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Glory Bea: A Shenandoah Christmas Story

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When:
December 11, 2021 @ 7:00 pm – 8:30 pm
2021-12-11T19:00:00-05:00
2021-12-11T20:30:00-05:00
Where:
LFCC's William H. McCoy Theatre
173 Skirmisher Lane | Middletown VA 22645
Contact:
Selah Theatre Project

GLORY BEA: A Shenandoah Christmas Story, by Rich Follett and Larry Dahlke, set in the 1930’s in the Shenandoah Valley and the Depression has hit the valley residents. This story is being presented by Selah Theatre Project, in partnership with Lord Fairfax Community College on December 10-12 & 17-19, 2021. The diverse cast of actors from Winchester, Frederick, Clarke and Warren Counties are mixed with community actors, young actors ages 6-13 and LFCC students.

Cast of Glory Bea: A Shenandoah Christmas Story

The two-act musical is partly based on real Valley families and events during the Great Depression, when families needed work and the CCC was providing jobs creating the Skyline Drive on the Blue Ridge. For the Thorne family, many promises are made. The Pineville Christmas Eve pageant will not be complete without its Christmas Cedar Tree. But, the blizzard of ’33 is causing havoc on the family members trying to get home for Christmas through the blinding snowstorm. It’s Christmas Eve – anything is possible on Christmas Eve. Hard times, an argument over a tree, a baby born at Christmas, a little girl lost in the snow, redbirds and angels… and a miraculous homecoming.

Naomi Greenwalt & Lillian Peterson

“It is our third time producing GLORY BEA, however, this time feels very special,” says director LaTasha Do’zia. “The collaboration of students, young kids and community members really brings the Christmas spirit to life for any person,” she continues, “It truly is a family favorite as well as a community favorite.”

Will Speakman and Erica Reisinger

“We are excited to partner with LFCC to bring live theater back to Middletown, especially with our first production being a locally written play that was performed at Wayside Theater when it was open,” says producer and Middletown citizen, Paige Ulevich. Ulevich praises the cast of Glory Bea: Kameryia Diamond, Naomi Greenwalt, Andrew and Cameron Joyner, Lillian Peterson, Erica Reisinger, Ben Rickman, Amber Shayeb, Will Speakman, Matthew Taday, and starring little Lillian Orndorff as Glory Bea.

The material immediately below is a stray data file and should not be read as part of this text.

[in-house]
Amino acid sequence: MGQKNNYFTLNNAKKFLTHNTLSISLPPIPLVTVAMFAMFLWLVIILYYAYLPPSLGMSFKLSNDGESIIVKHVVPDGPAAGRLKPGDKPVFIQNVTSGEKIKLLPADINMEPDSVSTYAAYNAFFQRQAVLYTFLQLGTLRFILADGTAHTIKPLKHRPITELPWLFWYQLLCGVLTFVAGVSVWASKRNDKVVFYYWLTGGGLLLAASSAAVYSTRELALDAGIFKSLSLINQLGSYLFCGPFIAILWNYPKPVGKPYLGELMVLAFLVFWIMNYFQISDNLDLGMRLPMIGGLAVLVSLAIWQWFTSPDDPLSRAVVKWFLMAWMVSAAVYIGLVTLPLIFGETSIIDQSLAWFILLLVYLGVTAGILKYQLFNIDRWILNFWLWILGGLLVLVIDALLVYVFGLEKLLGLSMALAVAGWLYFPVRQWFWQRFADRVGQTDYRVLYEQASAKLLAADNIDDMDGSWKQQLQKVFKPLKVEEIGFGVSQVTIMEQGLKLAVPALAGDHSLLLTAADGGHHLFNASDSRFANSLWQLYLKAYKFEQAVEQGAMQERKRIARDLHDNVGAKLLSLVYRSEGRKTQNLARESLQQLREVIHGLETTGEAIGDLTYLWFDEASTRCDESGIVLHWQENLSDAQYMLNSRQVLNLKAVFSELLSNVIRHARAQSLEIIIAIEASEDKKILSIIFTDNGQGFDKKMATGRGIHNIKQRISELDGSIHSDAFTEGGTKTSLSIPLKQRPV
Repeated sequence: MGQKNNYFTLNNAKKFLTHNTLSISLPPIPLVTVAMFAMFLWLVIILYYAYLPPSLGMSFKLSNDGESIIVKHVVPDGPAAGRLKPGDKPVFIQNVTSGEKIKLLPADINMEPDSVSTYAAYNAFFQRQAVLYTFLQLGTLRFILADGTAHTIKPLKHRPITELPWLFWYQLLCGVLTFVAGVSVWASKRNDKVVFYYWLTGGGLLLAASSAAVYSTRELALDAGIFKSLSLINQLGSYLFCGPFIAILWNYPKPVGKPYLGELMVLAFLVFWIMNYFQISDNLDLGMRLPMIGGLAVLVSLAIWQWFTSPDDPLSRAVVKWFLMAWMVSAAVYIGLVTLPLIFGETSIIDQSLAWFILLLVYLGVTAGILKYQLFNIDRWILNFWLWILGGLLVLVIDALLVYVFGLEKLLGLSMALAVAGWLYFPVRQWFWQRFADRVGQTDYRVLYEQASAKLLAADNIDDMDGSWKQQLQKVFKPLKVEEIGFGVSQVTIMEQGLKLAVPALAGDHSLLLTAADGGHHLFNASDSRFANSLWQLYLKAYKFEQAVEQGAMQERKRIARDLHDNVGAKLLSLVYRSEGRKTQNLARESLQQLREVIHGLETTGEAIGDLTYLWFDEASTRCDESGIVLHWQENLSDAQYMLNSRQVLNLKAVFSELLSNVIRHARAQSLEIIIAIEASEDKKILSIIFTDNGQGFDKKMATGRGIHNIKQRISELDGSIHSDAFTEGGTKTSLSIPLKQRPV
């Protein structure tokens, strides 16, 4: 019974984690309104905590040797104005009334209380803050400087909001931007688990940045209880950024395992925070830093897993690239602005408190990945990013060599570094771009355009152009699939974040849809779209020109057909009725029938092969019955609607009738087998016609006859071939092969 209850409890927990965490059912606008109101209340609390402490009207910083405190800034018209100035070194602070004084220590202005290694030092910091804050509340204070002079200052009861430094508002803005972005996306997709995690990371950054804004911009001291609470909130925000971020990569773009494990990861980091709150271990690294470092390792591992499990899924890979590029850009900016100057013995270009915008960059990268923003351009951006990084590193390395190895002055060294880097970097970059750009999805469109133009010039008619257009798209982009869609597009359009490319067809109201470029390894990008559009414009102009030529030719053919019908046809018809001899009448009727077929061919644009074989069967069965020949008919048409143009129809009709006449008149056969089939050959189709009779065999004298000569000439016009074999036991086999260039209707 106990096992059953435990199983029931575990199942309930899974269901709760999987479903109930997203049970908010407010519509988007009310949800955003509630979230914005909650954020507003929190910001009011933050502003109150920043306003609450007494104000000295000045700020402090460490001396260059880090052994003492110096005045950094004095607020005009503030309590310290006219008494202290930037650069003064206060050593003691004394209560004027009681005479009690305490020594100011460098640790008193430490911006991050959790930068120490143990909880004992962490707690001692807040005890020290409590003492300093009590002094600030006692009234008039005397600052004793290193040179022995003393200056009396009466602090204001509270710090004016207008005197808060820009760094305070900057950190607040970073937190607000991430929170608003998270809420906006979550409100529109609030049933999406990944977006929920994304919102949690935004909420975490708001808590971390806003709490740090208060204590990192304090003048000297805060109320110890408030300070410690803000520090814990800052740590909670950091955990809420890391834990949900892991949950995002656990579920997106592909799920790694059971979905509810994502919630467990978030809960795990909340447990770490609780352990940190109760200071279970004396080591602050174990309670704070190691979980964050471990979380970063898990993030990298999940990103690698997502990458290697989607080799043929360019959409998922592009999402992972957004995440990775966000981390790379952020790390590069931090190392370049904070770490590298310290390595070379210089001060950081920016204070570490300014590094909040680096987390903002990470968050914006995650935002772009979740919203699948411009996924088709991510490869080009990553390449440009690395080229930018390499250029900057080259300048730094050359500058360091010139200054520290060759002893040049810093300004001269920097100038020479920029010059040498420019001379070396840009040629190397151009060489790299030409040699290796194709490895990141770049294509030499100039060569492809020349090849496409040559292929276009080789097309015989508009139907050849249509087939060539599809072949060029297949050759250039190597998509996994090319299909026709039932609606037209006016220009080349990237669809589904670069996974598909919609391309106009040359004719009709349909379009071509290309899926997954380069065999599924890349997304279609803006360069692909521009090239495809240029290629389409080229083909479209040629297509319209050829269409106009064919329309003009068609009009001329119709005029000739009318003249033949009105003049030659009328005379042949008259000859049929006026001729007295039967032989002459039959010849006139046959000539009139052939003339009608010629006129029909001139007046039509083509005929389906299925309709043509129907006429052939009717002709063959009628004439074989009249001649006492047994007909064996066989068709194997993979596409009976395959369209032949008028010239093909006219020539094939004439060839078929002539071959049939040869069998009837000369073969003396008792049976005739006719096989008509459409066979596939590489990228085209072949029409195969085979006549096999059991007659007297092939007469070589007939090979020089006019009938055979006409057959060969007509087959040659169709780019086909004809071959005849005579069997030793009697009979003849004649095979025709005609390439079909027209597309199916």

“This partnership between a community theatre and community college sets the tone for how the arts can and should be integrated within a community,” says Do’zia.

GLORY BEA: A Shenandoah Christmas Story will be performed at Lord Fairfax Community College in the William H. McCoy Theatre on December 10-12 & 17-19, 2021. Tickets are $15 for General Admission/$12 for Students or Seniors 55+. Patrons are being asked to bring an unwrapped toy for Embrace Treatment Foster Care. Seating is limited.

Amber Shayeb, Ben Rickman and Lillian Orndorff as The Thorne Family

WHAT:

  • Glory Bea: A Shenandoah Christmas Story
  • By Rich Follett & Larry Dahlke
  • Directed by Latasha Do’zia
  • Music Directed by Rich Follett and Amber Shayeb

WHERE:

  • William H. McCoy Theatre
  • Lord Fairfax Community College
  • 173 Skirmisher Lane | Middletown, VA 22645

WHEN:

  • December 10, 11, 17, 18 at 7pm
  • December 12, 19 at 3pm

MISSION:

  • To encourage all people to embrace the arts as an adventure of daily living. We make arts education and experiences affordable, accessible, and available to every member of our community.

WHO WE ARE:

  • Selah Theatre Project is an all volunteer, not-for-profit organization located in Winchester, VA. LaTasha Do’zia, the founding artistic director, produced the company’s first children’s show in 2012 with a small budget, but lots of support from family and friends. Selah Theatre Project has since become the leading year-round dramatic arts education programming in the northern Shenandoah Valley.
  • Selah Theatre Project provides the opportunity to create theatre together in an educational, supportive, and professional environment for all walks of life. We produce 8 seasonal productions involving our four companies: Selah Teen Ensemble, Selah Young Actors Ensemble, Colored People Repertory Ensemble and Community Theatre Ensemble. Selah offers pre-professional theatrical training for teens and theatre classes for kids of all ages. We provide affordable artistic opportunities to students regardless of ability to pay.

Automotive

The Mystery Behind Car Rear Windows: A Design, Not Safety Choice

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When:
December 11, 2021 @ 7:00 pm – 8:30 pm
2021-12-11T19:00:00-05:00
2021-12-11T20:30:00-05:00
Where:
LFCC's William H. McCoy Theatre
173 Skirmisher Lane | Middletown VA 22645
Contact:
Selah Theatre Project

Uncovering the Real Reason Why Back Car Windows Don’t Fully Roll Down.

Have you ever wondered why the rear windows in most cars don’t roll down all the way? While many assume it’s a safety feature to prevent kids and pets from jumping out, the true reason lies in the vehicle’s design and architecture.

Not a Safety Feature
The common belief that rear windows are designed to stay partially rolled up for safety reasons is a misconception. While it might incidentally serve as a safety measure, the primary reason is far more structural than protective.